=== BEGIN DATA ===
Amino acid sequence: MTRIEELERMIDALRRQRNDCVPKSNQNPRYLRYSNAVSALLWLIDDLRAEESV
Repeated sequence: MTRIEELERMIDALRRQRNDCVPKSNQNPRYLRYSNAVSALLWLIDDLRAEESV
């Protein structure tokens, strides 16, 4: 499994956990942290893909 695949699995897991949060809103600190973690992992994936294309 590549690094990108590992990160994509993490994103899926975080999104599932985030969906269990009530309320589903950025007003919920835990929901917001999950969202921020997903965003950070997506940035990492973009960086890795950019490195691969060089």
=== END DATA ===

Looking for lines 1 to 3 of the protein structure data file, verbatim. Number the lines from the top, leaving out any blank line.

Amino acid sequence: MTRIEELERMIDALRRQRNDCVPKSNQNPRYLRYSNAVSALLWLIDDLRAEESV
Repeated sequence: MTRIEELERMIDALRRQRNDCVPKSNQNPRYLRYSNAVSALLWLIDDLRAEESV
């Protein structure tokens, strides 16, 4: 499994956990942290893909 695949699995897991949060809103600190973690992992994936294309 590549690094990108590992990160994509993490994103899926975080999104599932985030969906269990009530309320589903950025007003919920835990929901917001999950969202921020997903965003950070997506940035990492973009960086890795950019490195691969060089």